In 2000, the American League ended its status as a legally independent entity when the American and National Leagues were both merged into the legal entity Major League Baseball (MLB).[3] This left MLB as a single league, divided into two parts, also called leagues. This change in legal status had no effect on play, scheduling, and so forth.


Charter franchises[edit]

There were eight charter teams in 1901, the league's first year as a major league, and the next year the original Milwaukee Brewers (not be confused with the current Milwaukee Brewers) moved to St. Louis to become the St. Louis Browns, and the year after the New York Highlanders replaced the disbanded original Baltimore Orioles. Those eight franchises constituted the league for 52 seasons until the Browns moved to Baltimore and took up the Orioles name. The eight original teams and their counterparts in the "Classic Eight" were:

Expansion, renaming, and relocation summary[edit]

Current teams[edit]

American League East[edit]

American League Central[edit]

American League West[edit]

  • Houston Astros enfranchised 1962 in National League as the Houston Colt .45s (team changed name to Astros in 1965), transferred to American League (2013)
  • Los Angeles Angels enfranchised 1961 as the Los Angeles Angels, then as the California Angels after moving to Anaheim (1966), then the Anaheim Angels (1997), then the Los Angeles Angels of Anaheim (2005). This last remains the legal name of the franchise, but in actual practice, the team is known as the Los Angeles Angels, officially so since 2016.
  • Oakland Athletics enfranchised 1901[a] in Philadelphia, moved to Kansas City (1955) and to Oakland (1968)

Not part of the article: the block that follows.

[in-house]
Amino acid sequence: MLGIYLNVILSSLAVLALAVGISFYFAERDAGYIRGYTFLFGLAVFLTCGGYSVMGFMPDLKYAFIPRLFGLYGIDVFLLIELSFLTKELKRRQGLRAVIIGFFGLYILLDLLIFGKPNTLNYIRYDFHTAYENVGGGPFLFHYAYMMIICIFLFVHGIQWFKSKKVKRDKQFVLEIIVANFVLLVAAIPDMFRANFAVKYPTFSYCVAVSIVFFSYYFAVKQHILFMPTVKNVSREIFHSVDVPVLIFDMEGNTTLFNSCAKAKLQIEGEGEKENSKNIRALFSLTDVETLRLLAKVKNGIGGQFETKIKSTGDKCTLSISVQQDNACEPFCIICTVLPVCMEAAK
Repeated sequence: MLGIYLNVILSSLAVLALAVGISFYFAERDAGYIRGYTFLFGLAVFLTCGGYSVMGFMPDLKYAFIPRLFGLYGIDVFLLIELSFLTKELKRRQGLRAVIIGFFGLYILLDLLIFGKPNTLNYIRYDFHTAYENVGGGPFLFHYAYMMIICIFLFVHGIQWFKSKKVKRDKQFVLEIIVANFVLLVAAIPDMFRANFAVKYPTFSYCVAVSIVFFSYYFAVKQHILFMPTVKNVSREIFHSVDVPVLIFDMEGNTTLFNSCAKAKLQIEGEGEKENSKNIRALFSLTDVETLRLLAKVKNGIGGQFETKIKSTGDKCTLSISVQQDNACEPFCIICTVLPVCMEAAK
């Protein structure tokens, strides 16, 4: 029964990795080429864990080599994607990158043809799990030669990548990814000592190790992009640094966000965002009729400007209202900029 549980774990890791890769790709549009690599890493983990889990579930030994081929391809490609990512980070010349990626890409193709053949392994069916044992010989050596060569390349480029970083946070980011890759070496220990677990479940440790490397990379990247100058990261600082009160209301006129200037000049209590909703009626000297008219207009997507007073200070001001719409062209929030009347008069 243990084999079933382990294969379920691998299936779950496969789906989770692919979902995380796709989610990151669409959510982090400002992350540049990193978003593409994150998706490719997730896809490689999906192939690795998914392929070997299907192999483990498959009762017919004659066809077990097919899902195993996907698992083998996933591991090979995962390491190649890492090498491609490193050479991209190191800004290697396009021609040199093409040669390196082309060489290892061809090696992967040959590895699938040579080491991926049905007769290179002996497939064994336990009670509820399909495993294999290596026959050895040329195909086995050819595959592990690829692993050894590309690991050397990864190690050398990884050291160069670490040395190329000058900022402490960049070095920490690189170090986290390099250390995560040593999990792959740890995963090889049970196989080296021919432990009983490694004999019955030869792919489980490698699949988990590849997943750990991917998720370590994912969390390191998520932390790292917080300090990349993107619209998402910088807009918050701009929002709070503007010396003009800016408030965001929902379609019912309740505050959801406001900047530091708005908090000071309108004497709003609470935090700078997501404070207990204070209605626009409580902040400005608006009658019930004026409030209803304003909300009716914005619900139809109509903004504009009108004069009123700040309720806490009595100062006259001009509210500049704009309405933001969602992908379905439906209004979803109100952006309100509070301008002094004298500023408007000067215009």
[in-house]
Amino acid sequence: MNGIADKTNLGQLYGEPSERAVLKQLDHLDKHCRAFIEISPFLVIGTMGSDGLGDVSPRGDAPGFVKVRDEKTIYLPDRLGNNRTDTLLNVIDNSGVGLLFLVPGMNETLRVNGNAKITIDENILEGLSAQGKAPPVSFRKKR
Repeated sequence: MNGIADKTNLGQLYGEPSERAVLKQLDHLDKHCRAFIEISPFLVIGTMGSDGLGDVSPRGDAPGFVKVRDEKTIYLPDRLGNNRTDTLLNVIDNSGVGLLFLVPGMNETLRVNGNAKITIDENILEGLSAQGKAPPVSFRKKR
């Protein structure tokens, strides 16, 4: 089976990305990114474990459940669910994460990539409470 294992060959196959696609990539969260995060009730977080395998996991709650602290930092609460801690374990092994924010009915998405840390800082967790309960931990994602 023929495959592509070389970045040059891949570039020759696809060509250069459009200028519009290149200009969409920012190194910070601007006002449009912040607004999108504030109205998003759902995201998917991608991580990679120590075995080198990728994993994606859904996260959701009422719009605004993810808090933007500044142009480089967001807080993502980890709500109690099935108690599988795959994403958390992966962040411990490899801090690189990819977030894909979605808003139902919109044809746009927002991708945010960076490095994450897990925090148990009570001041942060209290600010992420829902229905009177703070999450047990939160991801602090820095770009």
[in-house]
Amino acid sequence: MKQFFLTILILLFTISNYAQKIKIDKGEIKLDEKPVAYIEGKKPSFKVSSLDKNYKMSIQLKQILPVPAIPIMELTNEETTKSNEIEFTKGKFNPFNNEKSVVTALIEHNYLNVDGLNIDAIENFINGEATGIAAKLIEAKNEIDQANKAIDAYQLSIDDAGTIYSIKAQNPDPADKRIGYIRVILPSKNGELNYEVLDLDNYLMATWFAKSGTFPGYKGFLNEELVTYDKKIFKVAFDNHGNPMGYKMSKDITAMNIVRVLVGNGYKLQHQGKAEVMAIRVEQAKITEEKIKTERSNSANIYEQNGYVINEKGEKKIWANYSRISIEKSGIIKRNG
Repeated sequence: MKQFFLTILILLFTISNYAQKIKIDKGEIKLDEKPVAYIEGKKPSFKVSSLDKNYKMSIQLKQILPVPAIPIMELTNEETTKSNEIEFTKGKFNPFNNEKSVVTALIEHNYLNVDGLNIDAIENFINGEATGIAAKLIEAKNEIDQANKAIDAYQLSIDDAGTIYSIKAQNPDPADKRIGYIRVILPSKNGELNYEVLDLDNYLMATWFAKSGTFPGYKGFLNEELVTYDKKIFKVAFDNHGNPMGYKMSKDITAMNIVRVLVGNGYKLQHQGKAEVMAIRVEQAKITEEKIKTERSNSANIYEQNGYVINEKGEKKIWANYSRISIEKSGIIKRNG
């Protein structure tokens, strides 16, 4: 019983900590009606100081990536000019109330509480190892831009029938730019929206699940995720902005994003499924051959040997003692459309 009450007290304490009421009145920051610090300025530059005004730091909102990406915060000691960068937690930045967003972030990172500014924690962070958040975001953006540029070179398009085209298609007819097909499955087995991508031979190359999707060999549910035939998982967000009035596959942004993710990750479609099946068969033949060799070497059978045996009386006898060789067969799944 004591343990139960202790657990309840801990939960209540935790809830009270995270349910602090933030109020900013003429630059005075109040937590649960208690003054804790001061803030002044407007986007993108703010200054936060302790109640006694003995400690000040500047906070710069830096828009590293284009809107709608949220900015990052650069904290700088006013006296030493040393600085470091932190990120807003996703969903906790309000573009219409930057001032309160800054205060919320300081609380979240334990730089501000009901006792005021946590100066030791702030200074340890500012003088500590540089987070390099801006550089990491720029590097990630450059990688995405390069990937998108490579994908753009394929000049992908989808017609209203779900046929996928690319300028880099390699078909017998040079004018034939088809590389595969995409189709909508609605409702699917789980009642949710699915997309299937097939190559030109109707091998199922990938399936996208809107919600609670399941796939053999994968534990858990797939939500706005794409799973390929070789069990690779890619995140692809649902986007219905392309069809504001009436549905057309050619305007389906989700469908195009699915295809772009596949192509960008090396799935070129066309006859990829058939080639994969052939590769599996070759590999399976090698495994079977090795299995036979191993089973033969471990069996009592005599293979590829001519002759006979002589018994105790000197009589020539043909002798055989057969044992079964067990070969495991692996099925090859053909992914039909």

• Seattle Mariners enfranchised 1977
  • Texas Rangers enfranchised 1961 as the Washington Senators, moved to the Dallas–Fort Worth metroplex (1972)


Following the 1999 season, the American and National Leagues were merged with Major League Baseball, and the leagues ceased to exist as business entities. The position of the American League President and National League President became honorary.

Member of the Baseball Hall of Fame
* Honorary President
Name Years Ref
Ban Johnson 1901–1927
Frank Navin 1927
Ernest Barnard 1927–1931
Will Harridge 1931–1959
Joe Cronin 1959–1973
Lee MacPhail 1973–1984
Bobby Brown 1984–1994
Gene Budig 1994–1999
Jackie Autry* 2000–2015
Frank Robinson* 2015–2019

See also[edit]


  1. ^ See commentary on Western League page. The Indianapolis and Minneapolis teams were replaced by teams in Baltimore and Philadelphia in 1901, but it is unclear and disputed as to which team went where.


  1. ^ "Birthplace of the American League Historical Marker". www.hmdb.org. Retrieved September 16, 2019.
  2. ^ "Move to New York: American League to Transfer its Headquarters to Gotham". The Philadelphia Inquirer. Philadelphia, Pennsylvania. March 16, 1904. p. 6.
  3. ^ "Year In Review: 2000 National League". Baseball-Almanac.com. Retrieved April 29, 2023.
  4. ^ "Bankrupt Orioles". Baseball-Reference. Archived from the original on July 23, 2014. Retrieved July 20, 2014.
  5. ^ Officially "Bluebirds", a form seldom used
  6. ^ "American League". Chicago Tribune. Retrieved August 25, 2013.
  7. ^ To distinguish them from Boston's National League team, then called the Red Stockings or the Nationals
  8. ^ after their home, Hilltop Park, and a pun on their owner's name, Gordon's Highlanders, referencing the famous Scottish regiment.
  9. ^ Sources recently have dissociated the 1902–1903 Baltimore Orioles from the Highlanders/Yankees. Sports Reference.com Archived July 23, 2014, at the Wayback Machine and sources cited on that page. Retrieved July 23, 2014.
  10. ^ Edgarf. "Baltimore Orioles History – American League East". MLB Baseball Betting. Archived from the original on June 10, 2016. Retrieved August 25, 2013.


  • The National League Story, Lee Allen, Putnam, 1961.
  • The American League Story, Lee Allen, Putnam, 1962.
  • The Baseball Encyclopedia, published by MacMillan, 1968 and later.